Ask Dave Broom

Updated: 28 Oct 2016 | By:

Dave Broom is an experienced writer in the subject of whisky and other spirits. He has written numerous books and is a four-time winner of the Glenfiddich Drinks Book of The year. His latest book The World of Atlas Whisky explores whiskies by geography as well as by flavours.

Not only is Broom a member of the prestigious Malt Maniac, he is also the Chairman of the judges for World Whiskies Awards. With his vast knowledge in whiskies, he will be hosting a comparative tasting of the Karuizawa 1965 Bourbon Cask and Karuizawa 1965 Sherry Cask for the first time in Whisky Live 2016. In conjunction with their 10 year anniversary in Singapore, La Maison Du Whisky will be bottling the last barrel of these two whiskies.

1. Is history important to the quality of whisky? How is that affecting Scotch and Japanese whisky market, considering Japanese whisky production basically uses the same methods as Scotch?

Knowing where you have come from is vital to any aspect of life. Knowing the positives and the negatives helps you to improve quality. Whisky never stands still, it is constantly evolving as new understandings come to light.

The fact that Japan uses the same production techniques as Scotland isn’t what is important. The philosophy that sits behind the Japanese approach is what matters.

Scotland makes the best Scotch, Japan makes the best Japanese whisky, a style which has been created to suit Japanese conditions - it goes with the food, it can be diluted and retain character, it has lightness, but intensity. It is the product of a culture and is aligned closely with the Japanese approach to craft.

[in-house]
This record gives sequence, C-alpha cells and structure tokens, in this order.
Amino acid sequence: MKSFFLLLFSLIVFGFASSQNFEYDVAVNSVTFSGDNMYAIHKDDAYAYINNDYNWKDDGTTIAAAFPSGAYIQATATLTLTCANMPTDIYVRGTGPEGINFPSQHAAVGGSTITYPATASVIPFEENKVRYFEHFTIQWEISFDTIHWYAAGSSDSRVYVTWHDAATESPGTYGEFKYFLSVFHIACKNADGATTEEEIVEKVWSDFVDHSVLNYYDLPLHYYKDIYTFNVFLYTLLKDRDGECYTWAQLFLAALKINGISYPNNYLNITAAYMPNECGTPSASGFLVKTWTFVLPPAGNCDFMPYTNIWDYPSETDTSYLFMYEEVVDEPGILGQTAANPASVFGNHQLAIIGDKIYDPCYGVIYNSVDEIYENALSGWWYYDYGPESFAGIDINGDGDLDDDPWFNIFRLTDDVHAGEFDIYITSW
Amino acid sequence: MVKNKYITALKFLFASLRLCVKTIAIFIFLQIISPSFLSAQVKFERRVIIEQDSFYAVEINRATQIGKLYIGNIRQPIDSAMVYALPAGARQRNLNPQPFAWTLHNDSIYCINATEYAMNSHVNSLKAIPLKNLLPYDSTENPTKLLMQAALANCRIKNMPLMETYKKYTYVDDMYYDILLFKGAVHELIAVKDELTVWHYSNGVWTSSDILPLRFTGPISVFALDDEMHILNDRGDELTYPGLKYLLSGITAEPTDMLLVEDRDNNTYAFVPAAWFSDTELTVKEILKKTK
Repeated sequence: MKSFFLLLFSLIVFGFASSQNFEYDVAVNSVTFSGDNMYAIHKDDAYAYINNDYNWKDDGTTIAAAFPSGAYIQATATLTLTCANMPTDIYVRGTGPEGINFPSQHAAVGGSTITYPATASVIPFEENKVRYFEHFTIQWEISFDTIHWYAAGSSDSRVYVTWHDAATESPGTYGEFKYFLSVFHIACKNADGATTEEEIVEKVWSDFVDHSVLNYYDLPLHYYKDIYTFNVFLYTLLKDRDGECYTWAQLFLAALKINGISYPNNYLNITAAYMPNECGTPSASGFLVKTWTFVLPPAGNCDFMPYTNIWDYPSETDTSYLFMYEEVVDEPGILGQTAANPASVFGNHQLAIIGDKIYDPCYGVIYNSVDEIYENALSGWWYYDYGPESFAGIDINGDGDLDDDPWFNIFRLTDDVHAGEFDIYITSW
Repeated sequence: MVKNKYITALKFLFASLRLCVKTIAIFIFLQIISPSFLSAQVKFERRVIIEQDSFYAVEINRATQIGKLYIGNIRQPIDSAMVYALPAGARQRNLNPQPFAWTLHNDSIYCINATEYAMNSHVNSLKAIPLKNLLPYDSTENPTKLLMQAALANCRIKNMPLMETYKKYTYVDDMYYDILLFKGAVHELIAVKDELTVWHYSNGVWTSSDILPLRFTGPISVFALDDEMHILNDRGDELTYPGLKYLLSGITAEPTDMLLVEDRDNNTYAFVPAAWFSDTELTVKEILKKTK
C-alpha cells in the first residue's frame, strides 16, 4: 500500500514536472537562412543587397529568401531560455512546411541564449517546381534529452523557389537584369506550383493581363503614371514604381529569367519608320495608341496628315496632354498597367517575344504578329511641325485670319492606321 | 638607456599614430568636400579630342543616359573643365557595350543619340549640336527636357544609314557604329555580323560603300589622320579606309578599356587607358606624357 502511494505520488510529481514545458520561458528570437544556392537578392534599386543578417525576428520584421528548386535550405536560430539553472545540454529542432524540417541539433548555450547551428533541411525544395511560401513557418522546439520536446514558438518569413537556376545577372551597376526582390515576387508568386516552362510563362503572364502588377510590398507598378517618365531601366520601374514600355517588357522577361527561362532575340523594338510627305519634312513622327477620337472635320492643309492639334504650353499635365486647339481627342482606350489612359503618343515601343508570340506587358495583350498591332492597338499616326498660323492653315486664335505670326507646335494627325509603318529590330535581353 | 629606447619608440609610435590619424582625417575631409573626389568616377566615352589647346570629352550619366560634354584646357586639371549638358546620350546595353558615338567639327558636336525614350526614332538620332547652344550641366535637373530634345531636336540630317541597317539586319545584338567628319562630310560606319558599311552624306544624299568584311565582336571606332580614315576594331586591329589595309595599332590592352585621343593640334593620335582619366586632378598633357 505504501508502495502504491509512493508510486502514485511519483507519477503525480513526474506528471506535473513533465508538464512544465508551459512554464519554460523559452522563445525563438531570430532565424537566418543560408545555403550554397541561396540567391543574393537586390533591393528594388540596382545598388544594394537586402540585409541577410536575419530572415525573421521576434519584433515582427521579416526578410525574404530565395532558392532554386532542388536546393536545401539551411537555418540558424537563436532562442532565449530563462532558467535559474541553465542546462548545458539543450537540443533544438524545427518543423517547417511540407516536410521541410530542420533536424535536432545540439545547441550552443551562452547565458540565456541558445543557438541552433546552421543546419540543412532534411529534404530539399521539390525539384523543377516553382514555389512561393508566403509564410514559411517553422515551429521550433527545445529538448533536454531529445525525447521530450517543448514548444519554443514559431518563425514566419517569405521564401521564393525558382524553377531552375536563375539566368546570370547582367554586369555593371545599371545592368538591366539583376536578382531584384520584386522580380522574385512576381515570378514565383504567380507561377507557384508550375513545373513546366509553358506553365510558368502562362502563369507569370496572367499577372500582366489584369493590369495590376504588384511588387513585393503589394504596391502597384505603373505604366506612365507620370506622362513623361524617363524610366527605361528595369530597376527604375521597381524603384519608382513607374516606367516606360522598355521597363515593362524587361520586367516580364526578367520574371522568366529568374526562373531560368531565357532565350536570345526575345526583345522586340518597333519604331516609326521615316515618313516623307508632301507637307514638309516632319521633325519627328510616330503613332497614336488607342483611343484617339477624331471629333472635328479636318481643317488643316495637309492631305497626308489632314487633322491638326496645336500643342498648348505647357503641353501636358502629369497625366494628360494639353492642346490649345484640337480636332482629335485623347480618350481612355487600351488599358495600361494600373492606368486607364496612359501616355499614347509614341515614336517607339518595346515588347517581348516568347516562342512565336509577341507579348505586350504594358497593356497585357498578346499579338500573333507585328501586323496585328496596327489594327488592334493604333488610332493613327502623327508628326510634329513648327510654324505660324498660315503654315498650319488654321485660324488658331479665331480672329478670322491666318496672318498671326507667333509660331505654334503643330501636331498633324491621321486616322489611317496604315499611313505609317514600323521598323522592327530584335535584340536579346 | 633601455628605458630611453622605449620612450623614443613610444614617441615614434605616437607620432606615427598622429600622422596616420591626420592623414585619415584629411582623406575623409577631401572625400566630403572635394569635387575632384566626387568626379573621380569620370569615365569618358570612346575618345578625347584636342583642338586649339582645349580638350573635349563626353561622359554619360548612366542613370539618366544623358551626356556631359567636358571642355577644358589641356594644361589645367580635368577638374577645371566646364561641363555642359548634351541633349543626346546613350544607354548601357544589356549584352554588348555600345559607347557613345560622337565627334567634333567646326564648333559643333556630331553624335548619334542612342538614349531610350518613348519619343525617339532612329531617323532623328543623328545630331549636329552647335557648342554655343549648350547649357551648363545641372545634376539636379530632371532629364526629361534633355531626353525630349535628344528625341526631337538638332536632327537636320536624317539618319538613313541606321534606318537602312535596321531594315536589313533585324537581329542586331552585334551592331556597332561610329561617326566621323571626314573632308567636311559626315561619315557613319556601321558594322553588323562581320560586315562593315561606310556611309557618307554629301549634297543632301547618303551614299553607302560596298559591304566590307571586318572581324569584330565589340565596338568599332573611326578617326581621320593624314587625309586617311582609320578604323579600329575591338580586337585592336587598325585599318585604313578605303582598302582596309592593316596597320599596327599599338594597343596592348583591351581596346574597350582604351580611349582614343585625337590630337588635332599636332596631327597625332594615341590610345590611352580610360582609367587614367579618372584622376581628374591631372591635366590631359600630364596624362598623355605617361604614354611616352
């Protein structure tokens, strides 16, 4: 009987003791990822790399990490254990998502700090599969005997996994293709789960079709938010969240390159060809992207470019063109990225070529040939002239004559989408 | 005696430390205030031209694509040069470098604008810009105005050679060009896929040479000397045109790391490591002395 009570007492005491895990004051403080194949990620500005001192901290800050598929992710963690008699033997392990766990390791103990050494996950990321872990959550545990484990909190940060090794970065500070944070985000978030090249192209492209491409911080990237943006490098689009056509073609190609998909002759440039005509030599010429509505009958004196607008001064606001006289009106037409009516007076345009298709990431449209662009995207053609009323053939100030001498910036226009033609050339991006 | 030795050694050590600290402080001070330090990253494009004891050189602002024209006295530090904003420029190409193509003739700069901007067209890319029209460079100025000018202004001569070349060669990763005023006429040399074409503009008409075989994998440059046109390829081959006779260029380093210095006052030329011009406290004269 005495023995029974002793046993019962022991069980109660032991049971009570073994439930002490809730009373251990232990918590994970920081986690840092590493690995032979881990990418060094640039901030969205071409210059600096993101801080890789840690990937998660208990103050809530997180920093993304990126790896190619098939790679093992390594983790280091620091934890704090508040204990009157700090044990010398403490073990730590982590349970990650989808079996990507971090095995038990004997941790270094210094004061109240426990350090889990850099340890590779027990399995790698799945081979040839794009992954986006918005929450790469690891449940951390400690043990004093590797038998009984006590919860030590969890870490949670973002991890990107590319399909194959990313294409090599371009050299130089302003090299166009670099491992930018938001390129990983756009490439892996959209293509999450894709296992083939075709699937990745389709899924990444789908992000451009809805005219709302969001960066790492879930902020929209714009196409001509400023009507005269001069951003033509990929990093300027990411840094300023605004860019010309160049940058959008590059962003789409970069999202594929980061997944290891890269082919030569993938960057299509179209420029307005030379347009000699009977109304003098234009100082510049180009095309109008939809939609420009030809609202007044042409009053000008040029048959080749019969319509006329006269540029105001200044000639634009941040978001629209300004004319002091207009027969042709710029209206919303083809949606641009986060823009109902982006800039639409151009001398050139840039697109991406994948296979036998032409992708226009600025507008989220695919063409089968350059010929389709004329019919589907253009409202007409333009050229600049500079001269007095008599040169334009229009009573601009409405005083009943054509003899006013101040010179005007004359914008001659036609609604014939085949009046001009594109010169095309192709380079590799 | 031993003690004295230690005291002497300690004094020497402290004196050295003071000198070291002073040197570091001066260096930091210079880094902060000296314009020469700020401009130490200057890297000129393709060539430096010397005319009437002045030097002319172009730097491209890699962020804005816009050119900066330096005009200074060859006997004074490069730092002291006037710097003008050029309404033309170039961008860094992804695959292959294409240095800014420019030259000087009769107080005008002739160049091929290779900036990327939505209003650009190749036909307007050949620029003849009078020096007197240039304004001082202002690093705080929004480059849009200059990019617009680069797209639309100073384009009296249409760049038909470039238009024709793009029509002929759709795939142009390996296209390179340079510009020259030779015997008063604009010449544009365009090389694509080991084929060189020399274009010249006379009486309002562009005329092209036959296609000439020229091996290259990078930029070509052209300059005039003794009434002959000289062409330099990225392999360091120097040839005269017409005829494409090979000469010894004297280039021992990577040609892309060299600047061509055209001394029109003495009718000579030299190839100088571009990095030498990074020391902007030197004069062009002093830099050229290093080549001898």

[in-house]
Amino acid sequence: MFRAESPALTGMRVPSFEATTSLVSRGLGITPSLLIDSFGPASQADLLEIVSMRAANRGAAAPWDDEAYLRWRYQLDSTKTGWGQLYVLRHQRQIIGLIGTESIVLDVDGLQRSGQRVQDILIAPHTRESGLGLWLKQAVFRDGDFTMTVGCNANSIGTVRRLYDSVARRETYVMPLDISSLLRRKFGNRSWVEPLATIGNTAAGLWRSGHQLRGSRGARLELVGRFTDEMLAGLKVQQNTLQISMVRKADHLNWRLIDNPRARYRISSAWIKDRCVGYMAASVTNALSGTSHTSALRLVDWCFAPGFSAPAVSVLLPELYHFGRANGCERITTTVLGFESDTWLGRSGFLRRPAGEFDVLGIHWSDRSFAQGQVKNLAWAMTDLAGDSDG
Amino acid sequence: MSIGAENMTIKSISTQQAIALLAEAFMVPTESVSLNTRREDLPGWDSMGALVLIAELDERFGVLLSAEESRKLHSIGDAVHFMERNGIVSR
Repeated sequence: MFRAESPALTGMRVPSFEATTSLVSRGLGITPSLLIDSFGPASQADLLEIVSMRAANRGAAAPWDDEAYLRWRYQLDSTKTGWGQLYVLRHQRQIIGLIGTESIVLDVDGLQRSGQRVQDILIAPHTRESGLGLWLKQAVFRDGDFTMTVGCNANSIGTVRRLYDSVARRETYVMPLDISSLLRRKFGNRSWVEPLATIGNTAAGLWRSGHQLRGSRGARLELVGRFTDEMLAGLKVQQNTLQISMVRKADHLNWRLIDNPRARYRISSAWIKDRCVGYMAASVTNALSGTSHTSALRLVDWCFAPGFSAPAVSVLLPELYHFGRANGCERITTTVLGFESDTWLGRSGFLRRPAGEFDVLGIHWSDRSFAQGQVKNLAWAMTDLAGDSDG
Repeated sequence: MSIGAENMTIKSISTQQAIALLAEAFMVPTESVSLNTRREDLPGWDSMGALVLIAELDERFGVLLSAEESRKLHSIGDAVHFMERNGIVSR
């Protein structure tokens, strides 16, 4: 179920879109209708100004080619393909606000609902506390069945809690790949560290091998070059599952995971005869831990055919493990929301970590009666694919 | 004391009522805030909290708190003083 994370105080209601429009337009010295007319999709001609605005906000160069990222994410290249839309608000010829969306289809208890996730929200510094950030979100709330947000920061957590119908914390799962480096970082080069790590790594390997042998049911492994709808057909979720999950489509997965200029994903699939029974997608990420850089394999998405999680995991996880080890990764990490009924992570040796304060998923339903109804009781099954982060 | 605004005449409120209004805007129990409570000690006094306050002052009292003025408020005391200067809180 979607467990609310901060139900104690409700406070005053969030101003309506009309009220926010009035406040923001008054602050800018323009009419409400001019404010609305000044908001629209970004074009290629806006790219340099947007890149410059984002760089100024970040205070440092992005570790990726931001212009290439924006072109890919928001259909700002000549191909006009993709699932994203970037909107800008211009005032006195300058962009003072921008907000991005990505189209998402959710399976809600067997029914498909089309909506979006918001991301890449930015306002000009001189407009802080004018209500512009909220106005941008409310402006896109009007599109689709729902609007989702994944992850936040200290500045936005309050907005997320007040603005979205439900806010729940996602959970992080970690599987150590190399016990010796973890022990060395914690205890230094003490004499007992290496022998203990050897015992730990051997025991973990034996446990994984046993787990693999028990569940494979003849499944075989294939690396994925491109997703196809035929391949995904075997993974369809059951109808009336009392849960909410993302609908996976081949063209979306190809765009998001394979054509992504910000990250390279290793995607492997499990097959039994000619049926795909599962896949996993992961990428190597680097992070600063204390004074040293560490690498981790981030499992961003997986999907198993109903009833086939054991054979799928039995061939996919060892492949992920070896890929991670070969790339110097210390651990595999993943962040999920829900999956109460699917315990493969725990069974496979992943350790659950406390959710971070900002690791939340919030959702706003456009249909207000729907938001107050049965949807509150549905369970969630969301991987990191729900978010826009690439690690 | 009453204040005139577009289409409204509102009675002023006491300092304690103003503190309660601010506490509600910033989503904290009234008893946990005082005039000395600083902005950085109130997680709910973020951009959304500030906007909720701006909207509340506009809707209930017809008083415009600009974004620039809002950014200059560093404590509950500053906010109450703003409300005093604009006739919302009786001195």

The equipment may look the same, but there are tweaks in how a Japanese distiller approaches whisky - different yeast, clear wort, different oak types, and the impact of the Japanese climate are just some of those.

Now take those principles and extend them to thinking distillers in all the whisky-making countries of the world and you can see why this is such a fascinatingly diverse category. Kavalan in Taiwan, or Amrut in India have ‘Scottish’ equipment but make hugely different whiskies to Scotch.

2. Would you recommend whisky drinkers to read reviews and tasting notes before purchase? Why?

By all means read reviews - I do 6 new whiskies every Friday on (and it’s free!) - but the important thing is to trust your own palate. Find a style you like. You might not like all whiskies - maybe smoke isn’t your bag, or sherry casks are too strong, but that doesn’t mean you don’t like whisky! You just haven’t found the right one. In other words, use reviews as a guide, not a bible!

3. What else do you write about other than whisky and where can we find those articles?

I’ve just published a book on rum [Rum: The Manual] and write and talk regularly on that. There’s also a book in the Manual series on gin and I’m currently working on two projects - one on cachaça and one on agave spirits. The world of spirits is an endlessly fascinating one.

4. What’s your go-to drink when your dinner involves hot spicy food?

Gin work well I find. Beer as well, but I’m more than happy to take advice. When I travel I always try to eat local food and discover local drinking culture. After all, you know best!

Tags: whisky, writer